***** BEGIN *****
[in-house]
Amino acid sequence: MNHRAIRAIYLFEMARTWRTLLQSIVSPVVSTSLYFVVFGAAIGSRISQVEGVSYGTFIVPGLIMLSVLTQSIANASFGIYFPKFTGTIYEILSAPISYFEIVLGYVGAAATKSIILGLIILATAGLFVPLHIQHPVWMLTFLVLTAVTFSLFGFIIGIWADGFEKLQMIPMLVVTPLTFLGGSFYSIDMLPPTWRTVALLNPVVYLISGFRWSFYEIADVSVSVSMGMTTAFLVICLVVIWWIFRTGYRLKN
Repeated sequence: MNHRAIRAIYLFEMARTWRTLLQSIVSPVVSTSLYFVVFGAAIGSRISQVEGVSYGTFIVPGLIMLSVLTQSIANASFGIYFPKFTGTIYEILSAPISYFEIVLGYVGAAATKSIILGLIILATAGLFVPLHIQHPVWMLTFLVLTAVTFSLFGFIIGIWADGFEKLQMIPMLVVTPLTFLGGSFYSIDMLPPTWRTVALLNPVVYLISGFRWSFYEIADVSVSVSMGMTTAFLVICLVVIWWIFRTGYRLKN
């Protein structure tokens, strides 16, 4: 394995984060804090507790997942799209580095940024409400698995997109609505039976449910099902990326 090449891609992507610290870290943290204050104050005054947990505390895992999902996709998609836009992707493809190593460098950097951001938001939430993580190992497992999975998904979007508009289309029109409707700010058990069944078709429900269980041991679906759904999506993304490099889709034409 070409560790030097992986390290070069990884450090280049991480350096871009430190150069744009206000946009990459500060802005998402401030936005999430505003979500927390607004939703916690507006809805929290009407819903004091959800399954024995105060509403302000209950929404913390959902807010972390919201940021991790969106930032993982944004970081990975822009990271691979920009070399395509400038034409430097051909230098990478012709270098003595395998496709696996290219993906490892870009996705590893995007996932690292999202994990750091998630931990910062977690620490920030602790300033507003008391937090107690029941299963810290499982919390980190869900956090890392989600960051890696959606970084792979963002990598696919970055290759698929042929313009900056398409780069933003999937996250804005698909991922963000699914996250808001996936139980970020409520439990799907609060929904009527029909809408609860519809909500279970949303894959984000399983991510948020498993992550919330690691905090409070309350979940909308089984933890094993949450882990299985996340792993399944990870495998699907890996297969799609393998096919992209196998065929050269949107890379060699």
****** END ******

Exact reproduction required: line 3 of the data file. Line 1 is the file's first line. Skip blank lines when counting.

Repeated sequence: MNHRAIRAIYLFEMARTWRTLLQSIVSPVVSTSLYFVVFGAAIGSRISQVEGVSYGTFIVPGLIMLSVLTQSIANASFGIYFPKFTGTIYEILSAPISYFEIVLGYVGAAATKSIILGLIILATAGLFVPLHIQHPVWMLTFLVLTAVTFSLFGFIIGIWADGFEKLQMIPMLVVTPLTFLGGSFYSIDMLPPTWRTVALLNPVVYLISGFRWSFYEIADVSVSVSMGMTTAFLVICLVVIWWIFRTGYRLKN